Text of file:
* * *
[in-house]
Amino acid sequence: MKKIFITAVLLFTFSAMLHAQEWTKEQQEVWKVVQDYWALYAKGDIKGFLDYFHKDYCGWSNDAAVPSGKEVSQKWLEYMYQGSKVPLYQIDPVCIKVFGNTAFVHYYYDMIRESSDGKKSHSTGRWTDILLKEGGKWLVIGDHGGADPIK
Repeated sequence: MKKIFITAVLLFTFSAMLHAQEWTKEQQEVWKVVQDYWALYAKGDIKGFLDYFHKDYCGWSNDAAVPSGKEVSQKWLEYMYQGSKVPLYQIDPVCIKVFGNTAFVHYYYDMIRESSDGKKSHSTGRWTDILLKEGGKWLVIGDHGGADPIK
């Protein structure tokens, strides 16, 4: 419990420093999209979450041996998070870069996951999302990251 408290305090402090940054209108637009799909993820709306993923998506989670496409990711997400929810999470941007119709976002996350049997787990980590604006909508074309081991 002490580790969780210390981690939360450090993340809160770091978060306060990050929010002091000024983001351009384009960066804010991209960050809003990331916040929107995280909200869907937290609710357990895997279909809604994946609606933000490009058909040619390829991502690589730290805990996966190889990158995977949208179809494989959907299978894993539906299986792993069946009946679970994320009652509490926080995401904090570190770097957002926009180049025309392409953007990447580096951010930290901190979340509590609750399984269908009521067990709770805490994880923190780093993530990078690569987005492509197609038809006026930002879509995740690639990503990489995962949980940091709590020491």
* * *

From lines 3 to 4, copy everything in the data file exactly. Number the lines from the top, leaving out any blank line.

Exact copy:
Repeated sequence: MKKIFITAVLLFTFSAMLHAQEWTKEQQEVWKVVQDYWALYAKGDIKGFLDYFHKDYCGWSNDAAVPSGKEVSQKWLEYMYQGSKVPLYQIDPVCIKVFGNTAFVHYYYDMIRESSDGKKSHSTGRWTDILLKEGGKWLVIGDHGGADPIK
């Protein structure tokens, strides 16, 4: 419990420093999209979450041996998070870069996951999302990251 408290305090402090940054209108637009799909993820709306993923998506989670496409990711997400929810999470941007119709976002996350049997787990980590604006909508074309081991 002490580790969780210390981690939360450090993340809160770091978060306060990050929010002091000024983001351009384009960066804010991209960050809003990331916040929107995280909200869907937290609710357990895997279909809604994946609606933000490009058909040619390829991502690589730290805990996966190889990158995977949208179809494989959907299978894993539906299986792993069946009946679970994320009652509490926080995401904090570190770097957002926009180049025309392409953007990447580096951010930290901190979340509590609750399984269908009521067990709770805490994880923190780093993530990078690569987005492509197609038809006026930002879509995740690639990503990489995962949980940091709590020491």